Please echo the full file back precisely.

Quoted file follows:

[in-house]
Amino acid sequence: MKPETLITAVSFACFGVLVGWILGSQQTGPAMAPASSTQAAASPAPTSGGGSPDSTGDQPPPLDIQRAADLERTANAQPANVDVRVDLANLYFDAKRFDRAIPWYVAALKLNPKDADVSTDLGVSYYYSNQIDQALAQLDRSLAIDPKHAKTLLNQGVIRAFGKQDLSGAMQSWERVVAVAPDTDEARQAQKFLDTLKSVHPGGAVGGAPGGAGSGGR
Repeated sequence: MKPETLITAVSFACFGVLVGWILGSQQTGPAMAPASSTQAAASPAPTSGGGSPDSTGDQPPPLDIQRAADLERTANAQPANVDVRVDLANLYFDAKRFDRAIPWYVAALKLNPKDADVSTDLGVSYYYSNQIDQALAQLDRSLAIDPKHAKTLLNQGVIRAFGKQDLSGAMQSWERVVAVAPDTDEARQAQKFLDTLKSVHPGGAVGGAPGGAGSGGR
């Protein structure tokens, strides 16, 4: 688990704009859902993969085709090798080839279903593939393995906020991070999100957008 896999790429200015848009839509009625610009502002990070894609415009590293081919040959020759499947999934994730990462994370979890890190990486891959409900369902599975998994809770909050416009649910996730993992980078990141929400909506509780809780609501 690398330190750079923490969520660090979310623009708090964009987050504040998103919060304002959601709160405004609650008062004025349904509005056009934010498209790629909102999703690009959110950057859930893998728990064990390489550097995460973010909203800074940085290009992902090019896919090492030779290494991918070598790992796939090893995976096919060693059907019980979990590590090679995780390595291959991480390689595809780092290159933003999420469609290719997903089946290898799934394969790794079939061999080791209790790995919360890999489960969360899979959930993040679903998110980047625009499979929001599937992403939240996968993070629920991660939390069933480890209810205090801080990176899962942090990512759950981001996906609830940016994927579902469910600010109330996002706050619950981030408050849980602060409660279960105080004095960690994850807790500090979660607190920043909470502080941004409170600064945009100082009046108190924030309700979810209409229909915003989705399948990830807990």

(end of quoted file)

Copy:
[in-house]
Amino acid sequence: MKPETLITAVSFACFGVLVGWILGSQQTGPAMAPASSTQAAASPAPTSGGGSPDSTGDQPPPLDIQRAADLERTANAQPANVDVRVDLANLYFDAKRFDRAIPWYVAALKLNPKDADVSTDLGVSYYYSNQIDQALAQLDRSLAIDPKHAKTLLNQGVIRAFGKQDLSGAMQSWERVVAVAPDTDEARQAQKFLDTLKSVHPGGAVGGAPGGAGSGGR
Repeated sequence: MKPETLITAVSFACFGVLVGWILGSQQTGPAMAPASSTQAAASPAPTSGGGSPDSTGDQPPPLDIQRAADLERTANAQPANVDVRVDLANLYFDAKRFDRAIPWYVAALKLNPKDADVSTDLGVSYYYSNQIDQALAQLDRSLAIDPKHAKTLLNQGVIRAFGKQDLSGAMQSWERVVAVAPDTDEARQAQKFLDTLKSVHPGGAVGGAPGGAGSGGR
């Protein structure tokens, strides 16, 4: 688990704009859902993969085709090798080839279903593939393995906020991070999100957008 896999790429200015848009839509009625610009502002990070894609415009590293081919040959020759499947999934994730990462994370979890890190990486891959409900369902599975998994809770909050416009649910996730993992980078990141929400909506509780809780609501 690398330190750079923490969520660090979310623009708090964009987050504040998103919060304002959601709160405004609650008062004025349904509005056009934010498209790629909102999703690009959110950057859930893998728990064990390489550097995460973010909203800074940085290009992902090019896919090492030779290494991918070598790992796939090893995976096919060693059907019980979990590590090679995780390595291959991480390689595809780092290159933003999420469609290719997903089946290898799934394969790794079939061999080791209790790995919360890999489960969360899979959930993040679903998110980047625009499979929001599937992403939240996968993070629920991660939390069933480890209810205090801080990176899962942090990512759950981001996906609830940016994927579902469910600010109330996002706050619950981030408050849980602060409660279960105080004095960690994850807790500090979660607190920043909470502080941004409170600064945009100082009046108190924030309700979810209409229909915003989705399948990830807990």